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Southwest Celebrates Black History All Year

Explorer C

Southwest Airlines proudly celebrated Black History Month throughout February, but it doesn’t stop there. Southwest is committed to giving back to the African American community throughout the year.  Southwest is proud to connect People to what’s important in their lives, and our sponsorships of African American nonprofit organizations throughout the country is one of the many ways we do that.  Selena Wilson, Vice President of Organizational Effectiveness at East Oakland Youth Development Center (EOYDC) and EOYDC program alumni, shares the story of the Southwest-sponsored college tour series. 

“The mere imparting of information is not education.”

- Carter G. Woodson, African American historian and pioneer of Black History Month

As Carter Woodson so eloquently stated, imparting of information is not education. Experience is education. Through the Southwest-sponsored college tour series, high school students from the East Oakland Youth Development Center have had the opportunity to learn from one of life’s most transformational experiences: travel. The mission of the East Oakland Youth Development Center (EOYDC) is to develop the social and leadership capacities of youth so that they achieve excellence in education, career, and service to their communities.
From Left to Right: Pathway to College & Career students Taniya Bazille and Kahmaria Adams departing for the Atlanta College tour.
EOYDC’s Pathway to College and Careers (PTC2) program focuses on preparing students for success in education and careers. Thanks to the support of Southwest, EOYDC is able to cultivate a college going culture while increasing exposure to travel for students from low income families. This Black History Month, we reflect on our recent My Brother’s Keeper, Washington D.C., and Atlanta college tours. For most of the students traveling with us, this was their very first experience flying. Chynna Winters, age 16, admired the wonder of viewing “beautiful sights like the clouds, sunset, cities, and stars” from her window seat. After landing, students explored black history from the past and in the making through tours of renowned Historical Black College and Universities such as Howard University, visits to African/African American museums, and a tour of the White House where they learned more about the Presidency of the first African American man to hold this esteemed office. They also had the opportunity to meet Khalilah Harris, the Deputy Director of the White House Initiative on Educational Excellence for African Americans and take a tour of the Bureau of Printing and Engraving. This experience was particularly exciting for PTC2 student, Langston Muhammad, “I saw the history of money. WOW! I learned that the person in charge of all the money is Ms. Rosie Rios, she is Secretary of the Treasury and a Bay Area native. That made me proud!” These experiences weren’t just educational; they were enriching and influential. Student, Cota Ward has been an inspiring artist since he was a young child. After visiting the White House, he had the opportunity to visit the Smithsonian National Museum of African Art—an experience that opened his eyes to different forms of expression. In reflecting on this experience he shared that “the artwork was really beautiful and it amazed me how artists used materials that aren’t usually used to make sculptures.” Taniya Bazille was so influenced by her engaging tour of Clark Atlanta University during the Atlanta College tour that she applied and just started as a Freshman at the legendary HBCU this past fall. We thank Southwest for supporting EOYDC’s efforts to not only increase educational excellence for African Americans, but to also expand the breadth of our young people’s dreams through the power of travel. #TravelTransforms.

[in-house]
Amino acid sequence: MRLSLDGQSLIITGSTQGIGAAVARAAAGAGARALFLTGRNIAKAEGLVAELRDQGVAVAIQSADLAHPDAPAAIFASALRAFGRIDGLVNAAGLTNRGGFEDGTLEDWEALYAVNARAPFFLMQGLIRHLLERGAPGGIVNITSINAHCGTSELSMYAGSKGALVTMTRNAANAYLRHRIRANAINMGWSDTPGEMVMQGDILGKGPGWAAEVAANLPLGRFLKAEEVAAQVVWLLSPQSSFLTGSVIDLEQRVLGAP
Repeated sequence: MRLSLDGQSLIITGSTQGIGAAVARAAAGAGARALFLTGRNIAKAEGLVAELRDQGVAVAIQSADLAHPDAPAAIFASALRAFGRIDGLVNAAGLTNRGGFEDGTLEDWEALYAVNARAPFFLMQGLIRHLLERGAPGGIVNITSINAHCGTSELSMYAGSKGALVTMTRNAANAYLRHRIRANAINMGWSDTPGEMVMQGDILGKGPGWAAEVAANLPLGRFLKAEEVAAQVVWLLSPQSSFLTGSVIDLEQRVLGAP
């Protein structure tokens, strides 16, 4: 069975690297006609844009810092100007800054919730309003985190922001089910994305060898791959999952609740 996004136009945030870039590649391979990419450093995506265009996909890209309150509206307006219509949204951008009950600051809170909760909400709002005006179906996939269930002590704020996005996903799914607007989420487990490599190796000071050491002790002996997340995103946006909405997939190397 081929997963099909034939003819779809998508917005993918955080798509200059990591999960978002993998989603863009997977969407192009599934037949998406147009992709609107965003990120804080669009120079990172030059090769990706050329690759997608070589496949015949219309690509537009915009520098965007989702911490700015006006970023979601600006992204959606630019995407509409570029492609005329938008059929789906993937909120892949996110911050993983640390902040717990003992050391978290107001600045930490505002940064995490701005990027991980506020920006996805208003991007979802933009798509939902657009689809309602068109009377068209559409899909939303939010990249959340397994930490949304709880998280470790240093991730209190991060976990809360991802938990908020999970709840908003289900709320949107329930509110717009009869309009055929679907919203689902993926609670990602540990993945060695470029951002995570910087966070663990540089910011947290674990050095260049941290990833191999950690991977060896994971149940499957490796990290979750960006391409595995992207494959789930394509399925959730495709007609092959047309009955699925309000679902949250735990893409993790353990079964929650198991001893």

From Left to Right: Pathway to College & Career students Cota Ward, Langston Muhammad, Bilal Shabazz, Barry Brand, Carlon Jackson, and Davon Carroll learning about the history of money at The Bureau of Printing and Engraving.